The Business of Fashion | Do Fashion Institutes Really Prepare You?

Business and design go hand in hand, now, and without understanding how each part is important you can easily find yourself losing your power in major decision making moments. . . – Brendan M Combs, designer.

Brendan M Combs is a recent fashion design graduate of Savannah College of Art and Design [SCAD] and got a “chance” opportunity to show at New York Fashion Week, Art Hearts Fashion.BMC_HEADSHOT_CLR-1 (2)

This is part 2 of a 3 part interview series with Brendan who shares his design preparation, BTS [behind the scenes], his experience at SCAD, and his vision for his brand and the future of fashion to the EDGE network and viewers.

In this interview, he shares his experience and what he learned at SCAD, and talks about his first order of business.

You are a recent graduate of Savannah College of Art and Design [SCAD].  As I talk to the EDGE network, the one commonality is the challenge on how to run the business side of a fashion brand, which many schools don’t teach.   Do you feel that SCAD prepared you with knowledge, expectations, and tools on running the business side and how so?

The discussion of schools prepping designers in both creative endeavors and business has been a hot topic recently, on one end you have several designers saying that it’s necessary to have knowledge in both, and on another you have a whole other section of designers claiming that it’s important to have someone manage business for you so that you can remain completely creative in your thinking.  Schools are beginning to really focus on balancing the two together.Courtesy of BrendanMCombs, IMG_2504

SCAD is a wonderful institution who put me in direct access to the professors that helped refine the knowledge I have from their own. I worked while attending school, 30 hours a week at Starbucks, and paid my way because otherwise I wouldn’t have been able to attend the school.  So I’m very thankful that I was able to learn from the professors that I did.  SCAD’s professors are attuned to what is happening in the industry, and model their courses to that, and one of them is the expectation that designers know how to market themselves, and understand how businesses work so that they can become profitable, and successful.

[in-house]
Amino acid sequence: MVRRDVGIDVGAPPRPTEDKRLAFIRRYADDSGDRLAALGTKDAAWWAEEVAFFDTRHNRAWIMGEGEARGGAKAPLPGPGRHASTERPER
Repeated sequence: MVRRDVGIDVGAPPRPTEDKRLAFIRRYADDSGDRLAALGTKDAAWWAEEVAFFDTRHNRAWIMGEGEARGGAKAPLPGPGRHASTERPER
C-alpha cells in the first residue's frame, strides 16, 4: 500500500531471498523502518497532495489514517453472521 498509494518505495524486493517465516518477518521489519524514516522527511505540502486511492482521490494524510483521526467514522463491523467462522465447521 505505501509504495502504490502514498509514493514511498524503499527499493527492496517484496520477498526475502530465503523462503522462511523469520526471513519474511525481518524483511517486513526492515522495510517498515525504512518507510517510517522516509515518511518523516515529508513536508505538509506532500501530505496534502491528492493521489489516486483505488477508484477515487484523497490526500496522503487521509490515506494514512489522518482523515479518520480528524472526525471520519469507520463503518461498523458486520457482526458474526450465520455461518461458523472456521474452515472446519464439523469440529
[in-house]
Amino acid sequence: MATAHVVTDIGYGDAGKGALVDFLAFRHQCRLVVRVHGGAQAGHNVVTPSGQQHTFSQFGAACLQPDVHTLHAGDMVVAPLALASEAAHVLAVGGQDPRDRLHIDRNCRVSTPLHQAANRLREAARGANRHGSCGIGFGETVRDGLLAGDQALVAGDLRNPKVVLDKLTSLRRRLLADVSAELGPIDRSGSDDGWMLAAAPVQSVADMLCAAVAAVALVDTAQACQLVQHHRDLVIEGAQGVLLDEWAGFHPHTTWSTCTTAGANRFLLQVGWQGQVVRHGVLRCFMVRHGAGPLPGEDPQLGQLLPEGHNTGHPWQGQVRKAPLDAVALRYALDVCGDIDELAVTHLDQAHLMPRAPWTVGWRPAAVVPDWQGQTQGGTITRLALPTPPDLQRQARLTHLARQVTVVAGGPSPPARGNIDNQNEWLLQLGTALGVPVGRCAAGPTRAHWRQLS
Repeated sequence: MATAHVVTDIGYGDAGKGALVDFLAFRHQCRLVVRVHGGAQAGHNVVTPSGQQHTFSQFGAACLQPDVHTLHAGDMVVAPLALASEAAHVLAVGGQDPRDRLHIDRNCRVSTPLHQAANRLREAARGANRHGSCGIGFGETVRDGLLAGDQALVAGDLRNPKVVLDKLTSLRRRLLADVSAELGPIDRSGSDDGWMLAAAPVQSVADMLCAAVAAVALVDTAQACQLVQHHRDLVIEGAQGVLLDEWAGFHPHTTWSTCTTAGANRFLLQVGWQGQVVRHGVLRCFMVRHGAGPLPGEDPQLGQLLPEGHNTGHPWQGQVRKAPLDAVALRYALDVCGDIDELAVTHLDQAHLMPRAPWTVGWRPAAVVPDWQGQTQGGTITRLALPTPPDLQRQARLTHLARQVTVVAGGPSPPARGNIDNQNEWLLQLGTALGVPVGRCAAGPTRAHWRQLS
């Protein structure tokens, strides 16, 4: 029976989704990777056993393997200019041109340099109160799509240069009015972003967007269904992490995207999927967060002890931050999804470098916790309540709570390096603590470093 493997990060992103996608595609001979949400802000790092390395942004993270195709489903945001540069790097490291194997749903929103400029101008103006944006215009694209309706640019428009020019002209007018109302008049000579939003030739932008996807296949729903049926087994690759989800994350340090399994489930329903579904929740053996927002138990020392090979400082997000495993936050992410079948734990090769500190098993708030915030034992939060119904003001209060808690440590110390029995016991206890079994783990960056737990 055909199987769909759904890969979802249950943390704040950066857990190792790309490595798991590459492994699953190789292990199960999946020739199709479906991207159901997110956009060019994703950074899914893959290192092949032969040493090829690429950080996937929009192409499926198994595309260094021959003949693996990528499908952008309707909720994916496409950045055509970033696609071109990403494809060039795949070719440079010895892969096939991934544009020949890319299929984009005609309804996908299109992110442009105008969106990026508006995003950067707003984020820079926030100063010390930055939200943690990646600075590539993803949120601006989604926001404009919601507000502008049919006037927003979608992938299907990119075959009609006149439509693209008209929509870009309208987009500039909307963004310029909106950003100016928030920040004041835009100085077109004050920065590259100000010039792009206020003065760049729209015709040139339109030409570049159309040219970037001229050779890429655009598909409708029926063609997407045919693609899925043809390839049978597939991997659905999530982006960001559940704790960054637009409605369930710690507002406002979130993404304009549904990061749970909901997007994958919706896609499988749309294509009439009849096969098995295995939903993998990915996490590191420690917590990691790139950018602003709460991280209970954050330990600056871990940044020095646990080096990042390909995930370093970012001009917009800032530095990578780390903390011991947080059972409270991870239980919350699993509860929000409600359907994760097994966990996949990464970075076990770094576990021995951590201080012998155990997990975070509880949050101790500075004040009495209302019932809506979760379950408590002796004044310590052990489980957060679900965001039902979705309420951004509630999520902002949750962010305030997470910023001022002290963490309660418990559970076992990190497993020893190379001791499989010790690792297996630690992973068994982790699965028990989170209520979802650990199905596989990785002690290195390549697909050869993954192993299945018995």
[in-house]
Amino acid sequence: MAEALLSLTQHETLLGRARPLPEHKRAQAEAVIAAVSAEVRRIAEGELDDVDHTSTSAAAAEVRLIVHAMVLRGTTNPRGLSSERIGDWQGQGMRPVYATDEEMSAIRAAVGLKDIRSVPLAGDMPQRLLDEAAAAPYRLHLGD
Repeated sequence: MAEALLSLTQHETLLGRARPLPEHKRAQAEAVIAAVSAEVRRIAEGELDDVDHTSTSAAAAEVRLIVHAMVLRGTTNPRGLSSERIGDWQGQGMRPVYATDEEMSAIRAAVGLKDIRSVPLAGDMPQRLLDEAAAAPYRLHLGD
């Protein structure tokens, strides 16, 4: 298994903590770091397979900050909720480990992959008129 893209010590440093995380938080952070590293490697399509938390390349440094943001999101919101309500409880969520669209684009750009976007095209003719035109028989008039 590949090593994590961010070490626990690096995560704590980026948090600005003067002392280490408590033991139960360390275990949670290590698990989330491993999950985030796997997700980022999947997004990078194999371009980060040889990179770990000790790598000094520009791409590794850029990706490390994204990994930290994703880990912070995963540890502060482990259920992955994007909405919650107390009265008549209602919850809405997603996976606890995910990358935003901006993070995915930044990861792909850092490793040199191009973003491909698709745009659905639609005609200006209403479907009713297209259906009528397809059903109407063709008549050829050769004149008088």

Courtesy of BrendanMCombs, IMG_1793

Courtesy of BrendanMCombs, IMG_1800SCAD as an institution is frustrating because they’re commonly known, quietly, among students, and professors for not openly showing support for students who choose to break out on their own in favor of working for an established brand; albeit, they are attempting to with a new Entrepreneurship studio.  They also are pretty known among students for playing favoritism and only highlighting certain students rather than all of the students who are doing amazing things.

Business and design go hand in hand, now, and without understanding how each part is important you can easily find yourself losing your power in major decision making moments.  You don’t understand what’s happening or your business could never become a reality because you can’t translate it into a profitable investment when meeting with buyers, and investors.Courtesy of BrendanMCombs, IMG_2507

As a new fashion design graduate, what is the first order of business in building your brand?

Before you start building anything business oriented, make one small capsule collection entirely for fun.   Make as many mistakes in it as possible, completely throw away everything you were taught in school, and operate on what you think you should do.  My second collection was exactly that, it was right after I got out of school, and I was really inspired by this idea of cyber club kid ravers dancing inside a motherboard in clothes they made themselves.   So I purposely made a lot of mistakes in the construction of the garments like leaving edges raw.  It was fun for me to create because I used such awesome fabrics and leather that were all coated in optical synthetics.
In business, have a business plan, have a sales/order form, find someone who believes in you.  Be prepared to fail a few times, it’s learning, I’m definitely still learning as I go.Courtesy of BrendanMCombs, IMG_2467

Read more on the complete interview with Brendan M Combs:

EDGE congratulates Brendan M Combs on his journey so far and extends continued success for the future!
Thank you!

All images courtesy of Brendan M Combs.

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Rhonda P. Hill

Founder, Publishing Editor

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